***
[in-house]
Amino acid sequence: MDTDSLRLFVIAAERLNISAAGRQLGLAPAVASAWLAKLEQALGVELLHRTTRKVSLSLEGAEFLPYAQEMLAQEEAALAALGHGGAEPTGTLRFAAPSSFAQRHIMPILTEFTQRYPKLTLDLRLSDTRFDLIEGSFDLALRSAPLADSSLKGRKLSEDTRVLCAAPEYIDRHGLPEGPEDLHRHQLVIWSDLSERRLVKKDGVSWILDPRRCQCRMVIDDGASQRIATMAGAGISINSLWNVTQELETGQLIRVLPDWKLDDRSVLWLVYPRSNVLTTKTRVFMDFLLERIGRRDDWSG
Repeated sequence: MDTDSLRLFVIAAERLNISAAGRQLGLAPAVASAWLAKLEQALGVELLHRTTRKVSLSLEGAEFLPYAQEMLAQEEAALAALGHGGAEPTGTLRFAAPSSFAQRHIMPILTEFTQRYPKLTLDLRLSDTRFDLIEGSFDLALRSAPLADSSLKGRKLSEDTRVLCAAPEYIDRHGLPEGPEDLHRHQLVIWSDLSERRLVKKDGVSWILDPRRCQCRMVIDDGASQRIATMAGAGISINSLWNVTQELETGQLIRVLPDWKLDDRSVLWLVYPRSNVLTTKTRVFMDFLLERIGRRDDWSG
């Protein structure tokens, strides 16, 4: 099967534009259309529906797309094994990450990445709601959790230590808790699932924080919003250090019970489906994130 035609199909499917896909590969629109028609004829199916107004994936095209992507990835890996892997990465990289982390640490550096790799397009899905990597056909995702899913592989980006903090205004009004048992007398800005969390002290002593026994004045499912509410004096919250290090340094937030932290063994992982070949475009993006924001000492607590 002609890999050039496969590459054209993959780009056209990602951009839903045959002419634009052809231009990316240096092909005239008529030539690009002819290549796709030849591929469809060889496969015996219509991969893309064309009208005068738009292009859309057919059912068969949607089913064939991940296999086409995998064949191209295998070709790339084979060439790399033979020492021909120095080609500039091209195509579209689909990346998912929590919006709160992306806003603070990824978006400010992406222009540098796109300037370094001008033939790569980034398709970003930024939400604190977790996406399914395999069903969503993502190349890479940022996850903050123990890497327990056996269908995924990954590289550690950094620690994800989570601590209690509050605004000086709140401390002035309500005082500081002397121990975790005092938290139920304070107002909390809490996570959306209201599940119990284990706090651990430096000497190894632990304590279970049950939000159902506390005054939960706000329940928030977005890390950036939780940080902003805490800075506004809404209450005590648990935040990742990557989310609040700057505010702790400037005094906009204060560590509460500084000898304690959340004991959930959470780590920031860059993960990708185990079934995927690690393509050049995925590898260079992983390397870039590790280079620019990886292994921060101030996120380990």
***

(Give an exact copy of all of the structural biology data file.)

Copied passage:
[in-house]
Amino acid sequence: MDTDSLRLFVIAAERLNISAAGRQLGLAPAVASAWLAKLEQALGVELLHRTTRKVSLSLEGAEFLPYAQEMLAQEEAALAALGHGGAEPTGTLRFAAPSSFAQRHIMPILTEFTQRYPKLTLDLRLSDTRFDLIEGSFDLALRSAPLADSSLKGRKLSEDTRVLCAAPEYIDRHGLPEGPEDLHRHQLVIWSDLSERRLVKKDGVSWILDPRRCQCRMVIDDGASQRIATMAGAGISINSLWNVTQELETGQLIRVLPDWKLDDRSVLWLVYPRSNVLTTKTRVFMDFLLERIGRRDDWSG
Repeated sequence: MDTDSLRLFVIAAERLNISAAGRQLGLAPAVASAWLAKLEQALGVELLHRTTRKVSLSLEGAEFLPYAQEMLAQEEAALAALGHGGAEPTGTLRFAAPSSFAQRHIMPILTEFTQRYPKLTLDLRLSDTRFDLIEGSFDLALRSAPLADSSLKGRKLSEDTRVLCAAPEYIDRHGLPEGPEDLHRHQLVIWSDLSERRLVKKDGVSWILDPRRCQCRMVIDDGASQRIATMAGAGISINSLWNVTQELETGQLIRVLPDWKLDDRSVLWLVYPRSNVLTTKTRVFMDFLLERIGRRDDWSG
């Protein structure tokens, strides 16, 4: 099967534009259309529906797309094994990450990445709601959790230590808790699932924080919003250090019970489906994130 035609199909499917896909590969629109028609004829199916107004994936095209992507990835890996892997990465990289982390640490550096790799397009899905990597056909995702899913592989980006903090205004009004048992007398800005969390002290002593026994004045499912509410004096919250290090340094937030932290063994992982070949475009993006924001000492607590 002609890999050039496969590459054209993959780009056209990602951009839903045959002419634009052809231009990316240096092909005239008529030539690009002819290549796709030849591929469809060889496969015996219509991969893309064309009208005068738009292009859309057919059912068969949607089913064939991940296999086409995998064949191209295998070709790339084979060439790399033979020492021909120095080609500039091209195509579209689909990346998912929590919006709160992306806003603070990824978006400010992406222009540098796109300037370094001008033939790569980034398709970003930024939400604190977790996406399914395999069903969503993502190349890479940022996850903050123990890497327990056996269908995924990954590289550690950094620690994800989570601590209690509050605004000086709140401390002035309500005082500081002397121990975790005092938290139920304070107002909390809490996570959306209201599940119990284990706090651990430096000497190894632990304590279970049950939000159902506390005054939960706000329940928030977005890390950036939780940080902003805490800075506004809404209450005590648990935040990742990557989310609040700057505010702790400037005094906009204060560590509460500084000898304690959340004991959930959470780590920031860059993960990708185990079934995927690690393509050049995925590898260079992983390397870039590790280079620019990886292994921060101030996120380990």